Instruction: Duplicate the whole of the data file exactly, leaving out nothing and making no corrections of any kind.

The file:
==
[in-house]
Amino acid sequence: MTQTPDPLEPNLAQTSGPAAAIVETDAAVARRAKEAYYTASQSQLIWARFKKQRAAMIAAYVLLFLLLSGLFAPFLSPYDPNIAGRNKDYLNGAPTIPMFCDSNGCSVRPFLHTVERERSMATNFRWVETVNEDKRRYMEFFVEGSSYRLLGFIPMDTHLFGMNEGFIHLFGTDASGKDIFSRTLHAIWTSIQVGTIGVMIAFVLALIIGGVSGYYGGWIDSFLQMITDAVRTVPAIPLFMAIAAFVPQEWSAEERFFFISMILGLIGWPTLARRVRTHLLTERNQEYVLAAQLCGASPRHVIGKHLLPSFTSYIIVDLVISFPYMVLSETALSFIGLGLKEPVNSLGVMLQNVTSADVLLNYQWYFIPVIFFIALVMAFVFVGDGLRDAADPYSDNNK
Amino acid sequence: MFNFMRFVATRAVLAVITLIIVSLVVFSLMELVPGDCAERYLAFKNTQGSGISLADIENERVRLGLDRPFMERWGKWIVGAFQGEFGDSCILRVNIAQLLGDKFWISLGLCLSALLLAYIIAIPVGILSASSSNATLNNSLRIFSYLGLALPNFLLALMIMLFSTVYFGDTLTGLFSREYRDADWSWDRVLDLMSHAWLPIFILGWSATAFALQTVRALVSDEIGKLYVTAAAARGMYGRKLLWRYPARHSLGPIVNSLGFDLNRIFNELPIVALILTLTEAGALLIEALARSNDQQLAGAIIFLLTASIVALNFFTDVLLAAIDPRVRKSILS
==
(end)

[in-house]
Amino acid sequence: MTQTPDPLEPNLAQTSGPAAAIVETDAAVARRAKEAYYTASQSQLIWARFKKQRAAMIAAYVLLFLLLSGLFAPFLSPYDPNIAGRNKDYLNGAPTIPMFCDSNGCSVRPFLHTVERERSMATNFRWVETVNEDKRRYMEFFVEGSSYRLLGFIPMDTHLFGMNEGFIHLFGTDASGKDIFSRTLHAIWTSIQVGTIGVMIAFVLALIIGGVSGYYGGWIDSFLQMITDAVRTVPAIPLFMAIAAFVPQEWSAEERFFFISMILGLIGWPTLARRVRTHLLTERNQEYVLAAQLCGASPRHVIGKHLLPSFTSYIIVDLVISFPYMVLSETALSFIGLGLKEPVNSLGVMLQNVTSADVLLNYQWYFIPVIFFIALVMAFVFVGDGLRDAADPYSDNNK
Amino acid sequence: MFNFMRFVATRAVLAVITLIIVSLVVFSLMELVPGDCAERYLAFKNTQGSGISLADIENERVRLGLDRPFMERWGKWIVGAFQGEFGDSCILRVNIAQLLGDKFWISLGLCLSALLLAYIIAIPVGILSASSSNATLNNSLRIFSYLGLALPNFLLALMIMLFSTVYFGDTLTGLFSREYRDADWSWDRVLDLMSHAWLPIFILGWSATAFALQTVRALVSDEIGKLYVTAAAARGMYGRKLLWRYPARHSLGPIVNSLGFDLNRIFNELPIVALILTLTEAGALLIEALARSNDQQLAGAIIFLLTASIVALNFFTDVLLAAIDPRVRKSILS